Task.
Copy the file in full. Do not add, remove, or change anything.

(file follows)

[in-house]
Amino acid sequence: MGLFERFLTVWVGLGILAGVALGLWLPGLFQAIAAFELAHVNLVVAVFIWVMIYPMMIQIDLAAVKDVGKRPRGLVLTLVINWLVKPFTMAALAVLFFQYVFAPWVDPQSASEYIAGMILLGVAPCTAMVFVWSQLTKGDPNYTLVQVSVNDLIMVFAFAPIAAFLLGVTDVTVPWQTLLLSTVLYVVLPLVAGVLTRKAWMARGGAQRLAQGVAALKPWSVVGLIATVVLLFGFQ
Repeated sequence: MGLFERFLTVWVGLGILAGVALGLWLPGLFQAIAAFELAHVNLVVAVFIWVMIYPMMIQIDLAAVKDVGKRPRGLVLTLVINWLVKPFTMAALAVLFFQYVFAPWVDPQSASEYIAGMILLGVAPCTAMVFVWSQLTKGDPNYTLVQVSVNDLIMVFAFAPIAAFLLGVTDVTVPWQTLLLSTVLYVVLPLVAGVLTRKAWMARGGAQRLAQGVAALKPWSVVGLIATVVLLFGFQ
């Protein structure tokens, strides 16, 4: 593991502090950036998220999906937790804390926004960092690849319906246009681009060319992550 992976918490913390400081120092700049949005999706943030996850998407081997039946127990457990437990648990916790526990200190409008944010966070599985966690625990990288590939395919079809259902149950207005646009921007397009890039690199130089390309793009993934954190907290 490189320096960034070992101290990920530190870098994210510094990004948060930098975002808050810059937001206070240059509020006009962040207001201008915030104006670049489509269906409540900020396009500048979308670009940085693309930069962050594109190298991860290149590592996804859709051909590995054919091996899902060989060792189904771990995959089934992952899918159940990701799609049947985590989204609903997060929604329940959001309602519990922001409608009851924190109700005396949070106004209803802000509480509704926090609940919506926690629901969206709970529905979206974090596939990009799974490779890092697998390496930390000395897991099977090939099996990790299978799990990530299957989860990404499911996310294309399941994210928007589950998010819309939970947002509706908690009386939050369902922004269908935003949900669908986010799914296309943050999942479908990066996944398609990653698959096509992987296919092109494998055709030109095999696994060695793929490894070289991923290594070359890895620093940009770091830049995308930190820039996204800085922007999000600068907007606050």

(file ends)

[in-house]
Amino acid sequence: MGLFERFLTVWVGLGILAGVALGLWLPGLFQAIAAFELAHVNLVVAVFIWVMIYPMMIQIDLAAVKDVGKRPRGLVLTLVINWLVKPFTMAALAVLFFQYVFAPWVDPQSASEYIAGMILLGVAPCTAMVFVWSQLTKGDPNYTLVQVSVNDLIMVFAFAPIAAFLLGVTDVTVPWQTLLLSTVLYVVLPLVAGVLTRKAWMARGGAQRLAQGVAALKPWSVVGLIATVVLLFGFQ
Repeated sequence: MGLFERFLTVWVGLGILAGVALGLWLPGLFQAIAAFELAHVNLVVAVFIWVMIYPMMIQIDLAAVKDVGKRPRGLVLTLVINWLVKPFTMAALAVLFFQYVFAPWVDPQSASEYIAGMILLGVAPCTAMVFVWSQLTKGDPNYTLVQVSVNDLIMVFAFAPIAAFLLGVTDVTVPWQTLLLSTVLYVVLPLVAGVLTRKAWMARGGAQRLAQGVAALKPWSVVGLIATVVLLFGFQ
């Protein structure tokens, strides 16, 4: 593991502090950036998220999906937790804390926004960092690849319906246009681009060319992550 992976918490913390400081120092700049949005999706943030996850998407081997039946127990457990437990648990916790526990200190409008944010966070599985966690625990990288590939395919079809259902149950207005646009921007397009890039690199130089390309793009993934954190907290 490189320096960034070992101290990920530190870098994210510094990004948060930098975002808050810059937001206070240059509020006009962040207001201008915030104006670049489509269906409540900020396009500048979308670009940085693309930069962050594109190298991860290149590592996804859709051909590995054919091996899902060989060792189904771990995959089934992952899918159940990701799609049947985590989204609903997060929604329940959001309602519990922001409608009851924190109700005396949070106004209803802000509480509704926090609940919506926690629901969206709970529905979206974090596939990009799974490779890092697998390496930390000395897991099977090939099996990790299978799990990530299957989860990404499911996310294309399941994210928007589950998010819309939970947002509706908690009386939050369902922004269908935003949900669908986010799914296309943050999942479908990066996944398609990653698959096509992987296919092109494998055709030109095999696994060695793929490894070289991923290594070359890895620093940009770091830049995308930190820039996204800085922007999000600068907007606050």